In Midtown, one attraction we want to mention is Sutter’s Fort State Historic Park (2701 L St). Although it is a replica, it harkens back to the times of the Gold Rush and the first pioneers in California. You can see objects belonging to John Sutter (founder of Fort Sutter and Sacramento), James Marshall (a worker at John Sutter’s mill and a gold miner) and some pioneers who arrived in California from Missouri and were helped by Sutter. The trade & gift store, open from 10:00 am to 4:30 pm, sells books, handicrafts and collectibles. (open daily from 10:00 am to 5:00 pm – last admission sold at 4.30 pm). The cost is $5 for adults and $3 for children 6 to 17 years old.
Tower Bridge and West Sacramento
At the end of the Capital Mall, we arrive at the Tower Bridge (342 L. St.), the yellow bridge for pedestrians and cars that crosses the Sacramento River. It was built in 1935 and its design emphasizes horizontal curves and lines. This impressive bridge is 738 ft long, 52 ft wide, 160 ft high and the road is 98 ft above the water. We are excited to cross it and as we move away from downtown, within 5 minutes we arrive in West Sacramento, a town across the river. On the riverbanks, the pyramid shape of The Ziggurat is immediately visible (707 3rd St).
It is the headquarters of the California Department of General Services but the real reason to see it is that we just wanted to take a closer look at its peculiar shape. The building is 157 ft tall and in front of the entrance, there is a round concrete sculpture resting on a circular base with the state seal with the inscription The Great Seal of the State of California, the exclamation Eureka and other symbols of the state, such as the goddess Minerva, the bear and grapes.
One of the most beautiful and largest cathedrals west of the Mississippi River is here in downtown Sacramento; it is the Cathedral of the Blessed Sacrament (1017 11th St) dating back to 1886. We can’t help but express our awe even from the outside, before even entering, as we look at the structure built in the Renaissance style with a dome and three slender spires.
The Victorian-style interior has many decorations and paintings on the windows. Above the altar, we immediately notice the crucifix. There is a marble octagonal baptismal font with decorative mosaics. Due to its size, funeral ceremonies of the governors of California were held here. This church is certainly worth visiting.
The Sacramento Zoo, located further south, at 3930 West Land Park Drive in the Land Park neighborhood, is the place that brings together young and old. Here endemic, rare and exotic species such as jaguars, lynxes, giraffes, monkeys, red kangaroos and red pandas are housed, cared for and preserved. Open all year round from 9:00 am to 4:00 pm, but in November, December and January, the zoo opens at 10:00 am instead. (Adults $14.95, seniors $13.95, children 2 to 11 year old $9.95).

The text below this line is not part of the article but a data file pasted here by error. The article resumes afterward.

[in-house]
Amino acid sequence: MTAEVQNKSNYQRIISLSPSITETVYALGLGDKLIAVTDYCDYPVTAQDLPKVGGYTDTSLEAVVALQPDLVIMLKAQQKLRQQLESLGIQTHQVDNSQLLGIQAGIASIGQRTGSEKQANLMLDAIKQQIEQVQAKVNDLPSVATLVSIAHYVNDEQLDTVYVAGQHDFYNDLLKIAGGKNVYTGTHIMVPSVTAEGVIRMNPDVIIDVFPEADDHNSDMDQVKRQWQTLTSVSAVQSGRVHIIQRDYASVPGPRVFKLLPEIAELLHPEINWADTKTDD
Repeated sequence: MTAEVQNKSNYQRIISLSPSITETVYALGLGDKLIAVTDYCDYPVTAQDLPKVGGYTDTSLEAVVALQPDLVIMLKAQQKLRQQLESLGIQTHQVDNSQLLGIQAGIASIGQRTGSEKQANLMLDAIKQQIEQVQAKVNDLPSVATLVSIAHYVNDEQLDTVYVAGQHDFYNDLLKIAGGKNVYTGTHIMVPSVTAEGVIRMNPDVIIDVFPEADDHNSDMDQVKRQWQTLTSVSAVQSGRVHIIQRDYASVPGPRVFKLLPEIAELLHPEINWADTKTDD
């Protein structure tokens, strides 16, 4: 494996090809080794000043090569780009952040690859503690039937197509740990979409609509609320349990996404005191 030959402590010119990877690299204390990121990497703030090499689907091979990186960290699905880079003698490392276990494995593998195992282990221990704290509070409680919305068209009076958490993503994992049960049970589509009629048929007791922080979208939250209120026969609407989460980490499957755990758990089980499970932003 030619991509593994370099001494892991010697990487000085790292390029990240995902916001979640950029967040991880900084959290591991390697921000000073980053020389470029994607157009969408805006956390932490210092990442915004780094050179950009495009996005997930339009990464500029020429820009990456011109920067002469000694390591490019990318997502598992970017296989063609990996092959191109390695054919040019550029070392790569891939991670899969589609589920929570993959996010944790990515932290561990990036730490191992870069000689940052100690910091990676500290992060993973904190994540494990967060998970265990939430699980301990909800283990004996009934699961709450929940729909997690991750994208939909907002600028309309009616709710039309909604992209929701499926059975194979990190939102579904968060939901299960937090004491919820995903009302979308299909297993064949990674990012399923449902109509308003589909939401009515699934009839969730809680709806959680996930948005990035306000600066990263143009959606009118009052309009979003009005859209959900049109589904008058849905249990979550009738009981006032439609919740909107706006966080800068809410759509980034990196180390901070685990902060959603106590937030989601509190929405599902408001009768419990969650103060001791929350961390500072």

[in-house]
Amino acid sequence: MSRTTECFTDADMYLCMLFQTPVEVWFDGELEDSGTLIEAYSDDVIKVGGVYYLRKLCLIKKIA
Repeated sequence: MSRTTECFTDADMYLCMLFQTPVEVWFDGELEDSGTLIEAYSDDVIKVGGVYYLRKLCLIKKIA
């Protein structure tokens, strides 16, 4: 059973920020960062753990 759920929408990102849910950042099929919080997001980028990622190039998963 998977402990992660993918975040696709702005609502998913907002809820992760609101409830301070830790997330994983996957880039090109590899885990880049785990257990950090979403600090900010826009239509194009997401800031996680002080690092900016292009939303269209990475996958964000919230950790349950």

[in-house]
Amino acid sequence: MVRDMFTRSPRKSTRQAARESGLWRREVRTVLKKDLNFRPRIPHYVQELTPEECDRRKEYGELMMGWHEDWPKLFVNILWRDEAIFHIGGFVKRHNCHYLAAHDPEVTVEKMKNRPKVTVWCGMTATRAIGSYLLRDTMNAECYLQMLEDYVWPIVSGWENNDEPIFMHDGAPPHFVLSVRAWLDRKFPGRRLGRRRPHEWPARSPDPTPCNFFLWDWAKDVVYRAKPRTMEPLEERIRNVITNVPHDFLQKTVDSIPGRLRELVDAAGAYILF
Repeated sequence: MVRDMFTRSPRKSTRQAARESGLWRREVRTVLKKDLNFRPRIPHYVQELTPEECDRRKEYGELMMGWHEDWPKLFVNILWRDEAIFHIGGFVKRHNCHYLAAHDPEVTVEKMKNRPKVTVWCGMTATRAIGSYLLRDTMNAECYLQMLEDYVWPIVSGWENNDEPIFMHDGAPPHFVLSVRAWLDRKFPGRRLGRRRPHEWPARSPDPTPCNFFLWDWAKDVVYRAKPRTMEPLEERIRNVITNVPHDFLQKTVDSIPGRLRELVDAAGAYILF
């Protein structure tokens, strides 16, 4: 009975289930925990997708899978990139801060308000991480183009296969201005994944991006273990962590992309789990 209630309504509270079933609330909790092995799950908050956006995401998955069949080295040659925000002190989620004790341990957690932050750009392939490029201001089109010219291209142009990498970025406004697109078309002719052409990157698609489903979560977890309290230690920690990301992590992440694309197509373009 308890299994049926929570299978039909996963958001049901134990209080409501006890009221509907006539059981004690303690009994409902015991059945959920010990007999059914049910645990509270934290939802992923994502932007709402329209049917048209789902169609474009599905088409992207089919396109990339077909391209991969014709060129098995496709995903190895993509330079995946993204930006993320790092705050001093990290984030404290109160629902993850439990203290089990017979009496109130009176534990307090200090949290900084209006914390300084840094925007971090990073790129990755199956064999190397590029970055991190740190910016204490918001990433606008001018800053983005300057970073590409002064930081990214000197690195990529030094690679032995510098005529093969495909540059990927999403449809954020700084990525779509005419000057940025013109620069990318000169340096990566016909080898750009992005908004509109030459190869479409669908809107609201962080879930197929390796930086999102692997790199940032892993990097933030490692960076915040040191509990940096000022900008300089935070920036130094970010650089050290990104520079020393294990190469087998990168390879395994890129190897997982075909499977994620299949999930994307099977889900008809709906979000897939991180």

Attending an NBA Game: The Sacramento Kings
Sacramento is a city where you can make your dream of attending an NBA game live come true. The Sacramento Kings play at the Golden 1 Center (500 David J. Stern Walk) in the heart of downtown, so why not enjoy the unique experience of a basketball game?
Thanks to a special discount code you will also have the opportunity to save $10 on the ticket price. Click on the link below to find out if there are any games scheduled during your visit to the city.
Enter the TRAVELINUSA code to get $10 discount on a minimum purchase of $100
We want to talk about the excursion on board the Sacramento River Train (100 N. Harbor Blvd-W. Sacramento and 341 Industrial Way-Woodland. The tour on a diesel-powered train, can be made from either location.) The tour, which takes 3 hours, goes through farms and landscapes and returns to the point of departure. Wine and beer-related events are held but other popular activities are “train robbery” and a “murder case” to solve. Drinks, snacks and light meals are served on board the train since it is not possible to bring your own food. Dogs are allowed only in the open carriages with a maximum of five dogs in total.
The American River Bike Trail that follows the sinuous curves of the American River north of Sacramento (known as the Jedediah Smith Memorial Trail) is “officially” a 32-mile bike route. First, go to Old Town Riverfront where you can rent a bike if you don’t have your own. The trail formally begins at the nearby Discovery Park (1600 Garden Hwy) and ends at Beal’s Point in Folsom Lake State Park further west.
Most of the route runs through slightly wooded areas with spectacular views of the American River, with light traffic. The trail is not too demanding, since it is practically flat and there is a slight incline only in the last 4 miles. You can access the route from most of the parks along the American River Parkway and parks in Folsom.
As we are visiting the various attractions, we are tempted to take a break and go shopping especially while visiting Old Sacramento. There are plenty of small shops where you can shop in or just take a look. Among the things sold in the shops are souvenirs, gifts, jewelry, Christmas decorations, photographs and sporting goods. Don’t forget to visit the characteristic general store or trading post. Shops usually open at 10:00 am and close early in the evening. Each one is managed independently and has its own operating hours.
We particularly liked the Huntington Hopkins & Co. Hardware Store (111 I St) that recreates the atmosphere of a small 19th-century hardware store with tools and machinery of that time period. While it is an actual store, it also has an exhibition that is a sort of museum open Thursday to Sunday from 11:00 am to 4:00 pm. Another great place for shopping is, Arden Fair (1689 Arden Way), a classic shopping center, open Monday to Saturday from 10:00 am to 9:00 pm and Sunday from 11:00 am to 5:00 pm.